Haircut #1 (dir. Andy Warhol, USA , 1963 , 24 min.)  In a series of still camera shots, Andy Warhol films Billy Linich (later known in The Factory as Billy Name) as he cuts the hair of John Dodd, while being watched by Freddie Herko, who are members of the early 1960s experimental dance collective Judson Dance Theater. It is credited to have been choreographed by James Waring. However, just as minimal as Warhol's film, so is the movement. But there is indeed movement. It becomes an extremely subtle 24 minute striptease by Herko, distracting us from the banality of Dodd's haircut.  With the exception of Linich's scissors and Dodd's smoking, Herko is the only subject in the film who moves. Though I am not familiar with the Judson Dance Theatre, I can see this as being something of a tribute to minimalized movement. The changing of angles that occurs only 5 times, appears to be catching the trio in different portrait settings, and saves the film from disappearing into a minimilistic shadow.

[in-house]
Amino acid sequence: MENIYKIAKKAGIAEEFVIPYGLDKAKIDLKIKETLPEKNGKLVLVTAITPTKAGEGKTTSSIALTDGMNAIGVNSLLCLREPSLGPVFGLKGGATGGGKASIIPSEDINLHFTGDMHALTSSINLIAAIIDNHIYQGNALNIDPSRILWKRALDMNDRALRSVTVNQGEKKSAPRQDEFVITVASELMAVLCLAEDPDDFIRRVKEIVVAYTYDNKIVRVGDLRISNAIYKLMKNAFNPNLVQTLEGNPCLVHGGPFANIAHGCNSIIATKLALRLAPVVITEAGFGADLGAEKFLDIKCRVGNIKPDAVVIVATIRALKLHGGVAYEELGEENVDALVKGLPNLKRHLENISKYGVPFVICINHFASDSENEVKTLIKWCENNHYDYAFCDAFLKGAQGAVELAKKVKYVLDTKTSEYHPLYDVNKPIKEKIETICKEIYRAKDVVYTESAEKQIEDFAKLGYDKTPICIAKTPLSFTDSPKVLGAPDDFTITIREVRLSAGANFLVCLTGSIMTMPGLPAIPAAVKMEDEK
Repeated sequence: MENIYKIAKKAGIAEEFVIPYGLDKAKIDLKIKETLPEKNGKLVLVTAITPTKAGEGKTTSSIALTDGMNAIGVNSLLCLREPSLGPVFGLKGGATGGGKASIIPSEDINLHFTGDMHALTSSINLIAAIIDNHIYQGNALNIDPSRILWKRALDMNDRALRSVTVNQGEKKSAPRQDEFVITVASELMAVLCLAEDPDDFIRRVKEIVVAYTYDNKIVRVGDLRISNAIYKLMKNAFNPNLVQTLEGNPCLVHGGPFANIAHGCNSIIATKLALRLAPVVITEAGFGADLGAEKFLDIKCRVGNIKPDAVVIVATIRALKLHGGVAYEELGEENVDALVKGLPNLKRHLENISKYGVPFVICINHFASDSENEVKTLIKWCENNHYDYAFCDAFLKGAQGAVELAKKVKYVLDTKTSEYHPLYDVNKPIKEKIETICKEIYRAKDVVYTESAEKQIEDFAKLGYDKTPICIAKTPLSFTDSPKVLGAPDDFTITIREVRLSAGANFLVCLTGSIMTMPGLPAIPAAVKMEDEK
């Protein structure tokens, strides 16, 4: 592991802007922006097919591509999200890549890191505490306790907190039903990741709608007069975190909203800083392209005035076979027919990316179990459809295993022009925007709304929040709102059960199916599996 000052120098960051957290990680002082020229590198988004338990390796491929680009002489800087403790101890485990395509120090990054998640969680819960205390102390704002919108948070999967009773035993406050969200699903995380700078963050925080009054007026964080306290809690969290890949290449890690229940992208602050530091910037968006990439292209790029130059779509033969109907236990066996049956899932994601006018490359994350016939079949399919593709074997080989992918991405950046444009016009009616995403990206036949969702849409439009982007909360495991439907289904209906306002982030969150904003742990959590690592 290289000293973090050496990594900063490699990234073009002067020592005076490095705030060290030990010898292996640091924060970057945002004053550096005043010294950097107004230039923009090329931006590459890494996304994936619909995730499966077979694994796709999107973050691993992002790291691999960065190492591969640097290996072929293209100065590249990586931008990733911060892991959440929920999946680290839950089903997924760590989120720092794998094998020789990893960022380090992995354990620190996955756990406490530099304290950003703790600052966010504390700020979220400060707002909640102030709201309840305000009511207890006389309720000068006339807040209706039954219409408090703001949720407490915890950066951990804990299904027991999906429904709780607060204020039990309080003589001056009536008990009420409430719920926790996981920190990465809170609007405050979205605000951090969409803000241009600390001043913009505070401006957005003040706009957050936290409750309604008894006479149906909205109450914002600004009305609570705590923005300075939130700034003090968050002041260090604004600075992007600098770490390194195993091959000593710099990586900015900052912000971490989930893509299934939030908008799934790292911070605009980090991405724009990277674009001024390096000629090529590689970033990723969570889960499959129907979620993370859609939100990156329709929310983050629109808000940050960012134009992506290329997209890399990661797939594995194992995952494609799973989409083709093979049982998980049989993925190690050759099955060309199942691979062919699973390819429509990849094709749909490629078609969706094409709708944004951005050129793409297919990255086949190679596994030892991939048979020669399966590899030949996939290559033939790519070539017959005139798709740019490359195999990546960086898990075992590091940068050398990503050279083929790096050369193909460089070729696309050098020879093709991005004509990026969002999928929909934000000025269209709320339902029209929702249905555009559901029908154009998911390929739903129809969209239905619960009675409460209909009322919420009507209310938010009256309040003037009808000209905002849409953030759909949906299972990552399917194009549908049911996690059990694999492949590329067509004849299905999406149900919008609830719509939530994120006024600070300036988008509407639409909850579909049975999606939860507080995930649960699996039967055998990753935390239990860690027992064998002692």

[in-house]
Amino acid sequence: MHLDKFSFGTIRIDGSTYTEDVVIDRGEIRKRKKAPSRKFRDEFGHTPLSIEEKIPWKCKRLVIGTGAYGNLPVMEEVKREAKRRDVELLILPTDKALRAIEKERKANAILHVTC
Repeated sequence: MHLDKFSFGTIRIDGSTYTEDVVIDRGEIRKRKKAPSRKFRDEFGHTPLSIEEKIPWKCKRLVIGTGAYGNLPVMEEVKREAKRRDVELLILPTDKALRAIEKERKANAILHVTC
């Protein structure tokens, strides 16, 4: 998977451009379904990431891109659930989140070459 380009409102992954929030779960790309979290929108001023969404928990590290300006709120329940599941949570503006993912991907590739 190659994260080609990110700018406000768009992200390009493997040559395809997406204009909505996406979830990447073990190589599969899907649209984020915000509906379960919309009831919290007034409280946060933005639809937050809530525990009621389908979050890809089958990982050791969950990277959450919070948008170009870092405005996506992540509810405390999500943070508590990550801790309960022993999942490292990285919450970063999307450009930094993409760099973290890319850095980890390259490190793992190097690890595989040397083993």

My Hustler (dir. Andy Warhol, USA , 1965 , 67 min.)  This is the first collaboration between Warhol and Paul Morrissey, who did the camerawork according to Ron Gregg's introduction (though Chuck Wein is credited on IMDB.). And it shows. The frame in the first scene actually pans between the conversation that an older john is having with his neighbors on Fire Island about the hustler he has rented for the weekend, who is sunning himself out on the beach, several yards away.  (Paul America stars as the hustler, in his only film for Warhol.)  As we watch him sunning himself, the three commentators cattily discuss their roles to each other (john, 'fag hag', old whore) and begin a competition to see who will eventually bed the hustler on the beach.  The improvised conversation has some truly witty if not nearly shocking dialogue which bears a near savagery of these three "friends", not unlike what is found in BOYS IN THE BAND. The excessive banter, shot against the reclining portraint of Paul America on the beach, actually reveals more about the unseen speakers than if the shot were devoted to them. The program notes quote critic Bruce Hainley, “No film I had ever seen spent so much time not only looking at male flesh but having everyone in the film talk about that staring.”  Which is true and rhe reason for its minimalistic brilliance! The scene on the beach then cuts to a bathroom where the 'old whore' and the hustler are discussing the trade, as it were, which includes a seemingly endless discussion of grooming habits, followed by an enigmatic, if not a cat-and-mouse game, where the huster (who is on his first job) tries to grill the 'old whore' for as much information as he can about the business.  The 'old whore' is far from willing to give up his tricks of the trade and is interrupted by the two other players in the game, as well as a fourth voice, who lends a sort of epilogue to the entire scene. The dialogue in this scene is so shallow and enigmatic as to leave the hustler in as much of a cocoon as he was when he was alone on the beach. He knows no more or less in the company of others, which is a remarkably way Warhol was able to isolate him even further as a fantasy figure, of whom we never really know anything more about than what he looks like, though he has visually dominated the entire hour.  It's ART!!